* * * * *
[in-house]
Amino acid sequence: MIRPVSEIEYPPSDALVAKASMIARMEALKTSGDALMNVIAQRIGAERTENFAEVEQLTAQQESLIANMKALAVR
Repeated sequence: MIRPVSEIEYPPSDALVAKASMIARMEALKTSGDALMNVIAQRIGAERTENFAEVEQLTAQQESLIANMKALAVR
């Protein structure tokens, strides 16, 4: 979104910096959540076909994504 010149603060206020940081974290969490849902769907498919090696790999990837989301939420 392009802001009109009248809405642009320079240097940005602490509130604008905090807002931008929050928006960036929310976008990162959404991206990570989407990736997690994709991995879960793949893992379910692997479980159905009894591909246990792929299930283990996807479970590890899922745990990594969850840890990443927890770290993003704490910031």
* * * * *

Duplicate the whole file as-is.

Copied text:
[in-house]
Amino acid sequence: MIRPVSEIEYPPSDALVAKASMIARMEALKTSGDALMNVIAQRIGAERTENFAEVEQLTAQQESLIANMKALAVR
Repeated sequence: MIRPVSEIEYPPSDALVAKASMIARMEALKTSGDALMNVIAQRIGAERTENFAEVEQLTAQQESLIANMKALAVR
């Protein structure tokens, strides 16, 4: 979104910096959540076909994504 010149603060206020940081974290969490849902769907498919090696790999990837989301939420 392009802001009109009248809405642009320079240097940005602490509130604008905090807002931008929050928006960036929310976008990162959404991206990570989407990736997690994709991995879960793949893992379910692997479980159905009894591909246990792929299930283990996807479970590890899922745990990594969850840890990443927890770290993003704490910031």